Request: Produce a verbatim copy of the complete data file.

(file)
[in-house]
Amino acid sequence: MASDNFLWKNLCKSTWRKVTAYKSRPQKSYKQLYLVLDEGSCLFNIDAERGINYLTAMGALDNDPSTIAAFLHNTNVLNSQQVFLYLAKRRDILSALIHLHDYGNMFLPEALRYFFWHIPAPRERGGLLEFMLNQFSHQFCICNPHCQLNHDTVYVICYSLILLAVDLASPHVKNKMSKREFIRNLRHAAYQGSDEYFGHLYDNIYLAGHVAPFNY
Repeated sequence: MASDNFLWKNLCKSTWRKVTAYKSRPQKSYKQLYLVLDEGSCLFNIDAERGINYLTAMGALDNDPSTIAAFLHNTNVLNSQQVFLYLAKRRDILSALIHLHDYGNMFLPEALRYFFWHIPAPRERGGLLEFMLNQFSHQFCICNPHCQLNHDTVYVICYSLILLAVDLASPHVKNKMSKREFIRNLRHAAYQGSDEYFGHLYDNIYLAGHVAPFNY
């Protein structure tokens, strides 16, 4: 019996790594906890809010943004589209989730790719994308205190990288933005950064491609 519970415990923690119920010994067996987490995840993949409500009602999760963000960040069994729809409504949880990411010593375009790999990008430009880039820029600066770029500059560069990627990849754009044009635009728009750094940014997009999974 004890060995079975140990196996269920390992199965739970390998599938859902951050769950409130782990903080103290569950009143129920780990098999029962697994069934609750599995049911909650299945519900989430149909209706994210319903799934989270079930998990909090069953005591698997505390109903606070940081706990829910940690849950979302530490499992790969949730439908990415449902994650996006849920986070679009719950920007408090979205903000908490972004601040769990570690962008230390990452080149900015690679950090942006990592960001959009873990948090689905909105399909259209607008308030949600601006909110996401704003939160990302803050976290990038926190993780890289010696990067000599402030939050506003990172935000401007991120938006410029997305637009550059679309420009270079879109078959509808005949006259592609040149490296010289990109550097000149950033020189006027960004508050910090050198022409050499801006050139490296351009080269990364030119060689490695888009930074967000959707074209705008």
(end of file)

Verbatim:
[in-house]
Amino acid sequence: MASDNFLWKNLCKSTWRKVTAYKSRPQKSYKQLYLVLDEGSCLFNIDAERGINYLTAMGALDNDPSTIAAFLHNTNVLNSQQVFLYLAKRRDILSALIHLHDYGNMFLPEALRYFFWHIPAPRERGGLLEFMLNQFSHQFCICNPHCQLNHDTVYVICYSLILLAVDLASPHVKNKMSKREFIRNLRHAAYQGSDEYFGHLYDNIYLAGHVAPFNY
Repeated sequence: MASDNFLWKNLCKSTWRKVTAYKSRPQKSYKQLYLVLDEGSCLFNIDAERGINYLTAMGALDNDPSTIAAFLHNTNVLNSQQVFLYLAKRRDILSALIHLHDYGNMFLPEALRYFFWHIPAPRERGGLLEFMLNQFSHQFCICNPHCQLNHDTVYVICYSLILLAVDLASPHVKNKMSKREFIRNLRHAAYQGSDEYFGHLYDNIYLAGHVAPFNY
């Protein structure tokens, strides 16, 4: 019996790594906890809010943004589209989730790719994308205190990288933005950064491609 519970415990923690119920010994067996987490995840993949409500009602999760963000960040069994729809409504949880990411010593375009790999990008430009880039820029600066770029500059560069990627990849754009044009635009728009750094940014997009999974 004890060995079975140990196996269920390992199965739970390998599938859902951050769950409130782990903080103290569950009143129920780990098999029962697994069934609750599995049911909650299945519900989430149909209706994210319903799934989270079930998990909090069953005591698997505390109903606070940081706990829910940690849950979302530490499992790969949730439908990415449902994650996006849920986070679009719950920007408090979205903000908490972004601040769990570690962008230390990452080149900015690679950090942006990592960001959009873990948090689905909105399909259209607008308030949600601006909110996401704003939160990302803050976290990038926190993780890289010696990067000599402030939050506003990172935000401007991120938006410029997305637009550059679309420009270079879109078959509808005949006259592609040149490296010289990109550097000149950033020189006027960004508050910090050198022409050499801006050139490296351009080269990364030119060689490695888009930074967000959707074209705008």